Rupert Murdoch sees a future in journalism. With newspaper circulation at post-war lows and major dailies shutting down in a number of cities, he may be one of the few optimists left. But first, Murdoch claims, the American government must change its obsolete and destructive regulatory policies that, he says, are preventing major news outlets from competing.
"Good journalism is an expensive commodity," Murdoch told an audience at a Federal Trade Commission workshop on the future of journalism today. "Critics say people won’t pay, but I say they will. But only if you give them something good." Murdoch has announced plans to institute paywalls for all online content offered by his giant news conglomerate, News Corp.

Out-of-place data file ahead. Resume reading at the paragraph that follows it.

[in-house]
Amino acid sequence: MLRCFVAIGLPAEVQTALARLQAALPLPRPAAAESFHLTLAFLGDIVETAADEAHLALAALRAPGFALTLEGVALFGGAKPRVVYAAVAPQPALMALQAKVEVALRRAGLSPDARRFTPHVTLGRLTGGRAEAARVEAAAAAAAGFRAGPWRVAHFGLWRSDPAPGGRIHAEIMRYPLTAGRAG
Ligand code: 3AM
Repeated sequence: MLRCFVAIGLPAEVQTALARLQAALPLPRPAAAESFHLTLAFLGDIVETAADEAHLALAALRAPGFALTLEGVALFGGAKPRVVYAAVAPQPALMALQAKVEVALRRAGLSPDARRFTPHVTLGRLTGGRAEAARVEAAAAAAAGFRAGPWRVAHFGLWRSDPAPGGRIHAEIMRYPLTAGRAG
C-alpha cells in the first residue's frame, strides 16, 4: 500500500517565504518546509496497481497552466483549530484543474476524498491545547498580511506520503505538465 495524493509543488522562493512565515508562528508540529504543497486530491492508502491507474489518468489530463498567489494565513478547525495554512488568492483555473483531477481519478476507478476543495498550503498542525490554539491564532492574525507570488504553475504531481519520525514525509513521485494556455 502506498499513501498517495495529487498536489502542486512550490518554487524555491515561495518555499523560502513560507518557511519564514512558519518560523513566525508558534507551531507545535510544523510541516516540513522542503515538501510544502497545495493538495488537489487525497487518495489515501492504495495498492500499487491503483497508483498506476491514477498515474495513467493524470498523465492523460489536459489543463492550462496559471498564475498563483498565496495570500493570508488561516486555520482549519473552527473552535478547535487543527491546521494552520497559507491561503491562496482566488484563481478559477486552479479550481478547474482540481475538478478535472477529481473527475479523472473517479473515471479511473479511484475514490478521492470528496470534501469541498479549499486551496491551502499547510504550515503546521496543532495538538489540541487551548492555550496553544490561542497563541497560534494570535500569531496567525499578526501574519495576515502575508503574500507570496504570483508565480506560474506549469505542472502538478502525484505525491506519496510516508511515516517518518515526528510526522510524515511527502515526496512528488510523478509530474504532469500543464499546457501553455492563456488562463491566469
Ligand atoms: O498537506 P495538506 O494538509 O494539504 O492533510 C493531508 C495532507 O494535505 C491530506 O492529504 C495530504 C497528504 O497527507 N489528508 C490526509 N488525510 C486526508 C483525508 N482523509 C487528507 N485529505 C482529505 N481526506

Though Murdoch is confident that paywalls would more than make up for revenue lost by shortfalls in advertising dollars, other newspapers' experiences with the system have failed to do so. The New York Times in 2005 began charging for many of its columns, but eliminated the paywall after revenues failed to outweigh advertising dollars. Still, there are a number of unexplored options for online news payment schemes, and Murdoch is no rookie in the news business.